Whistler Trip Report Jan 2009



We hadn’t actually planned to go to Whistler for New Year, but the whacky pre-Christmas weather in Seattle meant that by January 30th we had spent most of the previous 10 days rattling around the house and everyone was suffering from cabin fever. WanderDad heroically took the boys sledding and we went for some walks in our neighborhood, but the weather was truly conspiring against even these feeble attempts at exercise. The precipitation seemed to be switching randomly between snow, sleet and rain causing us to get sopping wet on each expedition.

Just for kicks, late on January 30th, we had a look at deals and specials on the WhistlerBlackcomb website. Surprisingly, even with the recent economic woes, there didn’t seem to be any significant reducations available for accommodation (our biggest expense on a trip to Whistler). Interesting, but suspicious. I checked a few of the internet booking engines, but again, didn’t find anything which jumped out as a recession-worthy pricing. At this point, the WanderDad, his heart set on a few days of hardcore powder fun, dismissed my obvious ineptitude and took the driving seat. Going straight to Priceline.com he entered a ridiculously low bid price ($150) for a 4-star hotel room in Whistler Village – and it was accepted! For New Year’s Eve!!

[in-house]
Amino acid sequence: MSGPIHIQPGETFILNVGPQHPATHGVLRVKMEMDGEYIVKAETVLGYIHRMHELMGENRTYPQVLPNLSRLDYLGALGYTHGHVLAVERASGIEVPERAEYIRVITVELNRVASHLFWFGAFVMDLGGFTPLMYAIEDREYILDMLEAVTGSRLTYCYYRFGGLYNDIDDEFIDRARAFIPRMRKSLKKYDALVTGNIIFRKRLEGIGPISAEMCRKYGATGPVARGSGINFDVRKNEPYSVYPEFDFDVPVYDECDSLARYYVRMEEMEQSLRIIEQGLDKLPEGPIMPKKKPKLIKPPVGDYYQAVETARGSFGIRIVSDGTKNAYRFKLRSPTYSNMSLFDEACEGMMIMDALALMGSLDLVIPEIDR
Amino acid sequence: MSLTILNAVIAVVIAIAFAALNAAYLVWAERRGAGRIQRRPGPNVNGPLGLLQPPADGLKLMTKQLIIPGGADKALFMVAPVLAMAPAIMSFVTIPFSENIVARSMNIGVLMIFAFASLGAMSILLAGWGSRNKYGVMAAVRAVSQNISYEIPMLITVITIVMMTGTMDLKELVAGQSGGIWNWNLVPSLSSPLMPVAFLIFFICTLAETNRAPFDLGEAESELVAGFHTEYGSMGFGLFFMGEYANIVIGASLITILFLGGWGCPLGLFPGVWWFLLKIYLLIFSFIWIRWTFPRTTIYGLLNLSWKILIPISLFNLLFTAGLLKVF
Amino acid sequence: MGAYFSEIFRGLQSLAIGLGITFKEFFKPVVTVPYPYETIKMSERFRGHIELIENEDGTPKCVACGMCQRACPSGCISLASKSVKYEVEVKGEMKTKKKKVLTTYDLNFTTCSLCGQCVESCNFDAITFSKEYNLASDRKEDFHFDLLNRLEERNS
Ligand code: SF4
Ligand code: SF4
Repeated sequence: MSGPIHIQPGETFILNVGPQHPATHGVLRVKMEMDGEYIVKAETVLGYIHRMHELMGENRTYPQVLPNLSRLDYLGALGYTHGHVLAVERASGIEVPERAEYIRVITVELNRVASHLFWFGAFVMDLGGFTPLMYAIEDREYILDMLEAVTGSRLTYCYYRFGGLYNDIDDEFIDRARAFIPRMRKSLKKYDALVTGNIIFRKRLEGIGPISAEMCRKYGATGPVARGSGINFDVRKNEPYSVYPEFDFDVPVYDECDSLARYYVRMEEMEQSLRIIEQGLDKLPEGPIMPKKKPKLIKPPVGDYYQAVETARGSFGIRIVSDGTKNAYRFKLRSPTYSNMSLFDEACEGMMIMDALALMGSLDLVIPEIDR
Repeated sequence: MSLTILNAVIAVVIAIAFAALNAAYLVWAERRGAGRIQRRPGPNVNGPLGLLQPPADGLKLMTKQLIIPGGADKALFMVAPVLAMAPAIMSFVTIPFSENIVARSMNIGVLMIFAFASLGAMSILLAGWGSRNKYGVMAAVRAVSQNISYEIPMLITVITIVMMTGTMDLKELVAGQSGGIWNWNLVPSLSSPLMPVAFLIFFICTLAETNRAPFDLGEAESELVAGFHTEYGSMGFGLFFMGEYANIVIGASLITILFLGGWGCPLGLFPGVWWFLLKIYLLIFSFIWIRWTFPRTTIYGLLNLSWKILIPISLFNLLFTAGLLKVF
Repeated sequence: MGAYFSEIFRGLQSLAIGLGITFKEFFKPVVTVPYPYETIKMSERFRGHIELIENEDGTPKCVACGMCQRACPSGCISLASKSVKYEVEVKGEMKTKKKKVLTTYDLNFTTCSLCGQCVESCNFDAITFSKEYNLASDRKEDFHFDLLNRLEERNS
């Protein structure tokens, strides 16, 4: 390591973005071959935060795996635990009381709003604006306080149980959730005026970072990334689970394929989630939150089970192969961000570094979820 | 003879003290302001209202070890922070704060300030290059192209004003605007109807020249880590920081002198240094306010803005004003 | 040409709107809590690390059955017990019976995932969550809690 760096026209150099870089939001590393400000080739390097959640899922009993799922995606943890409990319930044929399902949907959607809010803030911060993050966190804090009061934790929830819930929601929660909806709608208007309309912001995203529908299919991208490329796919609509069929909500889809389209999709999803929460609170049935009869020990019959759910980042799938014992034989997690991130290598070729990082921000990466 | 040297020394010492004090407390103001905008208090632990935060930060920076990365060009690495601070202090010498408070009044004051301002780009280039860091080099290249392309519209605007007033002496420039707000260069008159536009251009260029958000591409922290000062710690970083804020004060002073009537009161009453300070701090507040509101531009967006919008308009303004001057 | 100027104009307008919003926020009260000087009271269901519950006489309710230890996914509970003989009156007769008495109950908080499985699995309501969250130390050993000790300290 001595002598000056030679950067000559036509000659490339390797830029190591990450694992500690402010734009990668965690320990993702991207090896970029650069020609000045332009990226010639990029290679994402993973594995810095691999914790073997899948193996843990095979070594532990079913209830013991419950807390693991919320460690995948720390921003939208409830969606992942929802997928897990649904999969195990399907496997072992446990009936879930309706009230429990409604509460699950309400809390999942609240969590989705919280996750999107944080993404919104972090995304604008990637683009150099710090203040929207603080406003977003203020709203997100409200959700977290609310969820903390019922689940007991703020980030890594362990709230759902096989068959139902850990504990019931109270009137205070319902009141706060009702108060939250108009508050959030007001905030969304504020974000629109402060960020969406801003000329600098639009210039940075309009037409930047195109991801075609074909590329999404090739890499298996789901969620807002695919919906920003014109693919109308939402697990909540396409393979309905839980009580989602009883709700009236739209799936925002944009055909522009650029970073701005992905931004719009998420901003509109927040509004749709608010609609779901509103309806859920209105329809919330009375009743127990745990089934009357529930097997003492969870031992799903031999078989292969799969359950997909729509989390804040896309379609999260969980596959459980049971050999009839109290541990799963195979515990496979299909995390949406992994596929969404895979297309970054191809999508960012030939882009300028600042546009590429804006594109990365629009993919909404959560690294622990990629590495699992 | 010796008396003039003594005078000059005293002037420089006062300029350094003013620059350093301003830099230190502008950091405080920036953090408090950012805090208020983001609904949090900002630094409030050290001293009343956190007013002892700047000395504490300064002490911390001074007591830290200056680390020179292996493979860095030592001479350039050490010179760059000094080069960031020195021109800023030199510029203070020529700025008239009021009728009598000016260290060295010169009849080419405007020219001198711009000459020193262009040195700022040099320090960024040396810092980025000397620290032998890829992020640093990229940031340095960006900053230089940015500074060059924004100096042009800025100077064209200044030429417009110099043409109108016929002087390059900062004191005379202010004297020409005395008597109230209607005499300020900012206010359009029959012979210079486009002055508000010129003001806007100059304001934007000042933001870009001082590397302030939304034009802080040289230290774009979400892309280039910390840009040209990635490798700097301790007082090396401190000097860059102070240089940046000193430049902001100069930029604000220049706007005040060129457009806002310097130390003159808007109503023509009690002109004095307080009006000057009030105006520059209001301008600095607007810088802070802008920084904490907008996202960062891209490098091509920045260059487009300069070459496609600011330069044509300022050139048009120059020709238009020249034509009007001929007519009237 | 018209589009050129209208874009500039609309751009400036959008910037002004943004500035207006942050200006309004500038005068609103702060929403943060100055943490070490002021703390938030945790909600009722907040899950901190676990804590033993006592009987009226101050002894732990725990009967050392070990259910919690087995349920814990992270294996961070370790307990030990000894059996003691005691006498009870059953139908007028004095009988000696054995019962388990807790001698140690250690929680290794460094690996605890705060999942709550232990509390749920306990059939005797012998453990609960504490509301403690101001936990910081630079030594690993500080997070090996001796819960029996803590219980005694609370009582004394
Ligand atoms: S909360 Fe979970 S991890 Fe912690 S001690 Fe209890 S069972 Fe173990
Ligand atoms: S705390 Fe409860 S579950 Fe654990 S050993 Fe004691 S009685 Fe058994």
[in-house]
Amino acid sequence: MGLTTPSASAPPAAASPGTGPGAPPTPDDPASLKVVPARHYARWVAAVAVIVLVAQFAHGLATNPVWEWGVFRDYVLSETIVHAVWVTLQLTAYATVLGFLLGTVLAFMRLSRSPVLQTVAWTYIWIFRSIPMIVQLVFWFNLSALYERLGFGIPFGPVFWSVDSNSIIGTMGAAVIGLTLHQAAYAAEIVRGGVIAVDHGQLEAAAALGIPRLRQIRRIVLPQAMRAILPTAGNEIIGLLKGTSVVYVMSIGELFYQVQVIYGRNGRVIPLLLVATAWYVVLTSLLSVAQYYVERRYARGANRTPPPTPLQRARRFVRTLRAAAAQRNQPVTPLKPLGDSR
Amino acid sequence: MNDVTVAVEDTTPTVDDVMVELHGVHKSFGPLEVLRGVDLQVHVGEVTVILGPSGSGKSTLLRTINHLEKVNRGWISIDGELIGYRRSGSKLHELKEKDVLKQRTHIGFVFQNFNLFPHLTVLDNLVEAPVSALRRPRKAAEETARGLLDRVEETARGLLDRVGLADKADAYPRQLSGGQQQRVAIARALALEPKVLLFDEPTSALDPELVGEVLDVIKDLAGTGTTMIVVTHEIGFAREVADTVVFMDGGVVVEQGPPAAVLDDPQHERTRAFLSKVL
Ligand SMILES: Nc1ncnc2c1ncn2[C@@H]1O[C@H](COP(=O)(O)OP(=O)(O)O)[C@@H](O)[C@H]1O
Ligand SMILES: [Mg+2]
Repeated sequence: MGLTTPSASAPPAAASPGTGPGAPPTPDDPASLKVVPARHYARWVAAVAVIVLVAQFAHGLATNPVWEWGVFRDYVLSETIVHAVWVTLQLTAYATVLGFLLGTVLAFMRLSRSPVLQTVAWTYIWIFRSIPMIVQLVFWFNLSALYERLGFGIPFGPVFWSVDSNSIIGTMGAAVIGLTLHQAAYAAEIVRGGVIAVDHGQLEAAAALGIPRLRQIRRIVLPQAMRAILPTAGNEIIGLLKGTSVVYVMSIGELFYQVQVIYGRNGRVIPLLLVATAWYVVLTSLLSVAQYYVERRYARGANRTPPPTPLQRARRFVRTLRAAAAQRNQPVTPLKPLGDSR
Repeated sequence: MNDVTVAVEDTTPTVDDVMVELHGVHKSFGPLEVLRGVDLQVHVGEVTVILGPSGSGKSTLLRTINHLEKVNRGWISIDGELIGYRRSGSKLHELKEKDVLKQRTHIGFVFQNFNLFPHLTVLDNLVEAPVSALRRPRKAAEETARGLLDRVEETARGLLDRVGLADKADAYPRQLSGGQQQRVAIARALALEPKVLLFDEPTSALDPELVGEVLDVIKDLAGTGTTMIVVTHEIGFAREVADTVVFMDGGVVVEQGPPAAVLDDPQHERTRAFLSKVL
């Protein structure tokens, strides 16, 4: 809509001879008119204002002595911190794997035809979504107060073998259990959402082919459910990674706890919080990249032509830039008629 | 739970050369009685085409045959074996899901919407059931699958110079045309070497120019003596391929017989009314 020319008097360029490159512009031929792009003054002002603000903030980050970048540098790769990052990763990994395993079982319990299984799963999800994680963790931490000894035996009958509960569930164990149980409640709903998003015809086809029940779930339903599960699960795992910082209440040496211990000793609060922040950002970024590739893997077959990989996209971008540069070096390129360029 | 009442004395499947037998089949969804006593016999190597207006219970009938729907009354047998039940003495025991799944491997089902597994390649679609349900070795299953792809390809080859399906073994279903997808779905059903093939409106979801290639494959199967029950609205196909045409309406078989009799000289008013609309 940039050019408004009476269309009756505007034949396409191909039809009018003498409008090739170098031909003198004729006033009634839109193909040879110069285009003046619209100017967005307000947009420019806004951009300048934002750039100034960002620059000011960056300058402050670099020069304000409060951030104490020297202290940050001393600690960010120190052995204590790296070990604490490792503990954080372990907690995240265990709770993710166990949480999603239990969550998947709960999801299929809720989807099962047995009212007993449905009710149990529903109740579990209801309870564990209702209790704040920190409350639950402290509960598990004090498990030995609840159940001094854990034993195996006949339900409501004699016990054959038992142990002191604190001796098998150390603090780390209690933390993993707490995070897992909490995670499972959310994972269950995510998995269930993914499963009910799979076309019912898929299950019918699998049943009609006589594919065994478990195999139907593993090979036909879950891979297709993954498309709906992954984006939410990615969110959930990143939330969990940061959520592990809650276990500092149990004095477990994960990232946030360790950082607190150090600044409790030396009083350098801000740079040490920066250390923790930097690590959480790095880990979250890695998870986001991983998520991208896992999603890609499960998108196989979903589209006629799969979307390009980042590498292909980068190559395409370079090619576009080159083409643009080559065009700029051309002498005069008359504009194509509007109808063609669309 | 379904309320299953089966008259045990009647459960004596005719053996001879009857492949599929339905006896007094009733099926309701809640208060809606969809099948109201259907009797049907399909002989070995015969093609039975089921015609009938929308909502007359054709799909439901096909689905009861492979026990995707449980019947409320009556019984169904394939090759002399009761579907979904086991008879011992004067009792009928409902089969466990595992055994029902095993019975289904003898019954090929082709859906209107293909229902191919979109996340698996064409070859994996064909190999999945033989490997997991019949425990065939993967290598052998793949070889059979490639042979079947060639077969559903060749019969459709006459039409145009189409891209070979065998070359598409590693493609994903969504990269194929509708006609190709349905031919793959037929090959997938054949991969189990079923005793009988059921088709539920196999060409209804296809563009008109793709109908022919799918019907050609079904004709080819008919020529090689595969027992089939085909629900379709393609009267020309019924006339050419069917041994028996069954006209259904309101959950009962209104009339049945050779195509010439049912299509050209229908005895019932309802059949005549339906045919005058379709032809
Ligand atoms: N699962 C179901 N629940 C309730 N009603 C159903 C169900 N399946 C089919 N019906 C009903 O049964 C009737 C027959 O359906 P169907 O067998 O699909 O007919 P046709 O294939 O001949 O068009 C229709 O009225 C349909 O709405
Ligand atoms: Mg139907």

It’s exciting to see how Whistler is pulling out all the stops for the 2010 Olympics, starting with the improvements to the Sea-to-Sky Highway (Hwy 99) from Vancouver. Our trip to Whistler took 4.5 hours door-to-door including 20 minutes at the U.S.-Canadian border. More passing lanes and better road surfaces on Hwy 99 are welcome improvements and definitely make the road safer to drive.

CIMG0646Whistler Valley from the Peak2Peak Gondola

The Peak-to-Peak gondola is definitely an exciting addition to the resort. Before our trip, I was adamant that I would wait a few seasons before taking the 11minute ride between the Roundhouse Lodge (on Whistler Mt.) and the Rendevous (on Blackcomb Mt.). As we all know, when you travel with kids, you will do anything to keep them happy and so my terror of unsafe engineering, collapsing gondola towers and almost 2 miles of unsupported span was tossed aside and I marched into the super-sized gondola. We skied Whistler in the morning and Blackcomb in the afternoon and didn’t loose the hour it has taken in prior years to download from one mountain and upload to the other. I’ll just need to work on my worries before we visit again.

For various reasons, making the pre-season ski swaps and sales didn’t quite make my list this fall, so we found ourselves packing the car for our trip without any equipment for our boys. Without time to check out local retailers, we decided to rent at the resort ‘just this once’. So, here’s a quick summary of this year’s equipment rental pricing: